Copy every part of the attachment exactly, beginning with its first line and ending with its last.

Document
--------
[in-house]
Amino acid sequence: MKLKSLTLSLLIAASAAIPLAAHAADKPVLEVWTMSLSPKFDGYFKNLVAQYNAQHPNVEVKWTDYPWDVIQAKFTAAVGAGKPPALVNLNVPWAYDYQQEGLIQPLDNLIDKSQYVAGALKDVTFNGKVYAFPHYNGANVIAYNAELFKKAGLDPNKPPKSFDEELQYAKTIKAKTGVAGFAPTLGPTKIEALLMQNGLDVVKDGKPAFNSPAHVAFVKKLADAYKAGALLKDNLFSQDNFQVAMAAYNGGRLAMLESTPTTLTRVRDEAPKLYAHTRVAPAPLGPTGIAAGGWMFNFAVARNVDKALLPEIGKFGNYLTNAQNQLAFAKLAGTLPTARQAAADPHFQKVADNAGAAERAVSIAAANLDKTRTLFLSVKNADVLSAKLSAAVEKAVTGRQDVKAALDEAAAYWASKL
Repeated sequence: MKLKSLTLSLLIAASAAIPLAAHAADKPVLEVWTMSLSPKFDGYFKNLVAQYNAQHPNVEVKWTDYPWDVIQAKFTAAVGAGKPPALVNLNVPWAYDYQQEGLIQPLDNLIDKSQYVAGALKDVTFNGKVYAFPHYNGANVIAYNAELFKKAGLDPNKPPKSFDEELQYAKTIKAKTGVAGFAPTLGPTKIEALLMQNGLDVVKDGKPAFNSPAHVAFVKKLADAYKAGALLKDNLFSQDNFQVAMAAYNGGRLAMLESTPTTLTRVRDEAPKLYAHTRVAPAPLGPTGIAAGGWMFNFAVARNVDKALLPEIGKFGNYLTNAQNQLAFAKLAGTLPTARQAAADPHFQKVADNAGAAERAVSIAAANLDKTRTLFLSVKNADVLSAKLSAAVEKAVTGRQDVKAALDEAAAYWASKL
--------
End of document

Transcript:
[in-house]
Amino acid sequence: MKLKSLTLSLLIAASAAIPLAAHAADKPVLEVWTMSLSPKFDGYFKNLVAQYNAQHPNVEVKWTDYPWDVIQAKFTAAVGAGKPPALVNLNVPWAYDYQQEGLIQPLDNLIDKSQYVAGALKDVTFNGKVYAFPHYNGANVIAYNAELFKKAGLDPNKPPKSFDEELQYAKTIKAKTGVAGFAPTLGPTKIEALLMQNGLDVVKDGKPAFNSPAHVAFVKKLADAYKAGALLKDNLFSQDNFQVAMAAYNGGRLAMLESTPTTLTRVRDEAPKLYAHTRVAPAPLGPTGIAAGGWMFNFAVARNVDKALLPEIGKFGNYLTNAQNQLAFAKLAGTLPTARQAAADPHFQKVADNAGAAERAVSIAAANLDKTRTLFLSVKNADVLSAKLSAAVEKAVTGRQDVKAALDEAAAYWASKL
Repeated sequence: MKLKSLTLSLLIAASAAIPLAAHAADKPVLEVWTMSLSPKFDGYFKNLVAQYNAQHPNVEVKWTDYPWDVIQAKFTAAVGAGKPPALVNLNVPWAYDYQQEGLIQPLDNLIDKSQYVAGALKDVTFNGKVYAFPHYNGANVIAYNAELFKKAGLDPNKPPKSFDEELQYAKTIKAKTGVAGFAPTLGPTKIEALLMQNGLDVVKDGKPAFNSPAHVAFVKKLADAYKAGALLKDNLFSQDNFQVAMAAYNGGRLAMLESTPTTLTRVRDEAPKLYAHTRVAPAPLGPTGIAAGGWMFNFAVARNVDKALLPEIGKFGNYLTNAQNQLAFAKLAGTLPTARQAAADPHFQKVADNAGAAERAVSIAAANLDKTRTLFLSVKNADVLSAKLSAAVEKAVTGRQDVKAALDEAAAYWASKL